building codes, the dynamics of speculative financing, and historical land-use patterns.
New York was a laissez-faire building environment from the 1890s to 1916, when the
city’s building code in effect mandated the “set-back” form of skyscraper (think of a
pyramid stretched skyward) but permitted towers of unlimited height on an area equal to
one-quarter of the building’s property. In New York the building code and the “economic
height” of a building, a function of land values and rents, worked together to shape the
tower-dominated skyline through the 1930s.

         Chicago unlike New York permitted steel-skeleton buildings in the 1880s and thus
took an early lead in skyscraper construction. But in 1893 Chicago placed absolute limits
on skyscraper height, which for the next 60 years oscillated up and down depending on the
city’s building cycle and (under- or over-) supply of office space. Chicago’s building
code, then, coupled with the large size of city blocks, produced a skyscraper vernacular of
big boxy buildings penetrated by light courts at their center or rear. In 1923 Chicago not
only raised its height limit to 264 feet, straight up from the sidewalk, but also permitted
towers so long as they were of no greater volume than one-sixth of the main building. The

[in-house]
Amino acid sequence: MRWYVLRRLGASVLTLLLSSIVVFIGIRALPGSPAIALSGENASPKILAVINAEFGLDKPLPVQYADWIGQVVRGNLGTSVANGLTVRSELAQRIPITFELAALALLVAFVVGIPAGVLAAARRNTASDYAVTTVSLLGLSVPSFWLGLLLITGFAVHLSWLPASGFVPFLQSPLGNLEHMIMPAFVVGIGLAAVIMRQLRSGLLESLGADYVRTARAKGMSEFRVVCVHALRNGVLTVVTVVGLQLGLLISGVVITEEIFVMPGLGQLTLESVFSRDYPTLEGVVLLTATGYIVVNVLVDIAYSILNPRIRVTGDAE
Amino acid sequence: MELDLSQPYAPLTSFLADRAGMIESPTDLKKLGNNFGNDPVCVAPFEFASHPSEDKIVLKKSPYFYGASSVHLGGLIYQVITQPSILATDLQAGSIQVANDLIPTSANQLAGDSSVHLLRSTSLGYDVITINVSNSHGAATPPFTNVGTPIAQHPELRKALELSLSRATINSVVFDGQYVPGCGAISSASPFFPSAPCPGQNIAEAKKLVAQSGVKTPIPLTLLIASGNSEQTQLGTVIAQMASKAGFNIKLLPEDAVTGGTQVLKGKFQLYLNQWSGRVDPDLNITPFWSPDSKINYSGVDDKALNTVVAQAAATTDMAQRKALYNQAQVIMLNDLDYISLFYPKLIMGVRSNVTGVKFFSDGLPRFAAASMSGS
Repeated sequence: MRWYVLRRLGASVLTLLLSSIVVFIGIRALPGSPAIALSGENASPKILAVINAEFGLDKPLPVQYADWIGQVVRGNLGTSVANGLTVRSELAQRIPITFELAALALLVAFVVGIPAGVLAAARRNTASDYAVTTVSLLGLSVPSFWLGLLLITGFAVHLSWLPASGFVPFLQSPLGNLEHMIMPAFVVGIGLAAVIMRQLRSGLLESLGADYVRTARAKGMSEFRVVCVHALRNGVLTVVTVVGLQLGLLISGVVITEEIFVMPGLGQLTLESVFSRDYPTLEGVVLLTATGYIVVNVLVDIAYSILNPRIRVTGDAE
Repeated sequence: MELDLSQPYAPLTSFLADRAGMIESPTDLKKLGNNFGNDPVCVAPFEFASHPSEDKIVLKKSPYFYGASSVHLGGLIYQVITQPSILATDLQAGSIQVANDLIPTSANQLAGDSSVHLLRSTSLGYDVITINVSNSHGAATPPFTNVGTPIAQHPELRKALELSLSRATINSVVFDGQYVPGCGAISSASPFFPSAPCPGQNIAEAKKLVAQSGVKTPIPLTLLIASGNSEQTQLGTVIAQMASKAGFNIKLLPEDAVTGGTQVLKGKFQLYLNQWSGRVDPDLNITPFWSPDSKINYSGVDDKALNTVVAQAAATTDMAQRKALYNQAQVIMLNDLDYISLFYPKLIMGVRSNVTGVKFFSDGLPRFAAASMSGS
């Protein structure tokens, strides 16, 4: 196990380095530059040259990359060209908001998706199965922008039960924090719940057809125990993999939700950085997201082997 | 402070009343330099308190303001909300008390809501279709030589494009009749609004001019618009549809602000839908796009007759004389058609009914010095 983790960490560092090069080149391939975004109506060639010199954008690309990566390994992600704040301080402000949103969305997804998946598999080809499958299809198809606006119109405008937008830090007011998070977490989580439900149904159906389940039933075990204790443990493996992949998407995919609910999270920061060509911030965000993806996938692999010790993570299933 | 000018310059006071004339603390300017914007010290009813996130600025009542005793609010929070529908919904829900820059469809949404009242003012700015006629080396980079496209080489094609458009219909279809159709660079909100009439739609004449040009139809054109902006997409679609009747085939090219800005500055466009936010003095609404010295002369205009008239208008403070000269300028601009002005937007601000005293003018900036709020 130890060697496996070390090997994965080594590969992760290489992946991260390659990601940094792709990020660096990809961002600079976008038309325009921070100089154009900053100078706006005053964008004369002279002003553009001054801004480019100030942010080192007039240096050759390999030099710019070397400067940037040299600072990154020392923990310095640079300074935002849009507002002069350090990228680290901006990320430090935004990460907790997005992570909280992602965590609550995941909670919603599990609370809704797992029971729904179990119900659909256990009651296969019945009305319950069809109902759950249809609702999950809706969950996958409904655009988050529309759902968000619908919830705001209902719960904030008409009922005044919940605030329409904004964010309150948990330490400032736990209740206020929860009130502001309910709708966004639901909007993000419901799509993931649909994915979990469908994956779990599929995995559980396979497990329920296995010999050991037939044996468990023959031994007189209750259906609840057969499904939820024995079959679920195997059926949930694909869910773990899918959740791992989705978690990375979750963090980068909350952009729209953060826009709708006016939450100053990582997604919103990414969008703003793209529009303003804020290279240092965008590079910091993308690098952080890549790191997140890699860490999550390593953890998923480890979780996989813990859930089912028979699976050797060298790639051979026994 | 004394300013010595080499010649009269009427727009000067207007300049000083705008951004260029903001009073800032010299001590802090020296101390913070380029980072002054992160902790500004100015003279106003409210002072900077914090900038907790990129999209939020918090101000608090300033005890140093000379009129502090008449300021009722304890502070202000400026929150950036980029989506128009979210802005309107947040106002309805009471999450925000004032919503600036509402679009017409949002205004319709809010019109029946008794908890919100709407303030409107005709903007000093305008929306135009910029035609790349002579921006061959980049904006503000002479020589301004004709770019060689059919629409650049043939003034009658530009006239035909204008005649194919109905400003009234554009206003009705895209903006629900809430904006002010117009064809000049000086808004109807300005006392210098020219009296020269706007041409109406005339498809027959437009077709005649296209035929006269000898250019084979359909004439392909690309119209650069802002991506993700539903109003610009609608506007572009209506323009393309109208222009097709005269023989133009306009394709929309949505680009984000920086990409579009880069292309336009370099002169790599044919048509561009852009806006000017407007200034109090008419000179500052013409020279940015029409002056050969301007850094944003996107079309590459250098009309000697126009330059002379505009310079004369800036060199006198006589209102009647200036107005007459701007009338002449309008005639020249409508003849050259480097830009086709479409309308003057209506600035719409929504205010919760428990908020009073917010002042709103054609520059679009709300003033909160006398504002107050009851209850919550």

result, so unlike the classic “modern” New York skyline that went up in the 1920s, was
again boxy buildings topped by stunted towers. Willis gives compelling interpretations of
both conservative and innovative architectural responses to these constraints. Her
examples include the Empire State, Daily News, and RCA/Rockefeller Center buildings in
New York; and the Jewelers, Civic Opera, Board of Trade, and Palmolive buildings in
Chicago.

        Even given the standardizing effects of International Style modernism on postwar
skyscrapers, her findings will force us to re-think any facile association of skyscrapers with
corporate America. Notions of “the corporate skyline,” she argues, obscure the non-
corporate nature of most skyscrapers. Beginning in the 1890s and accelerating in the boom
years of the 1920s, skyscrapers were mostly financed by special real-estate bonds; bearing
between 6 and 10 percent interest, these bonds were issued in denominations as small as
$100 to attract small investors. Skyscrapers in the 1920s were erected, as one critic of the
practice put it, “entirely through the efforts of bond houses to sell bonds, whether the
buildings were needed or not” (p. 164). Up to three-fourths of all skyscrapers, Willis
shows, were built not as corporate headquarters but as speculative, income-producing
ventures. Even the prestige buildings for Woolworth or Metropolitan Life were mostly
filled with rental offices. “Of the fifty-five stories of the Woolworth Building, that
company’s operations filled less than two floors, while the remaining space was leased,
generally as small offices,” she writes (p. 148). Understanding this profusion of smaller
enterprises in the midst of erstwhile symbols of corporate power should engage business
historians who are looking for fresh approaches to the American business system between
the 1880s and 1930s.

                                 Thomas J. Misa, Illinois Institute of Technology (Chicago)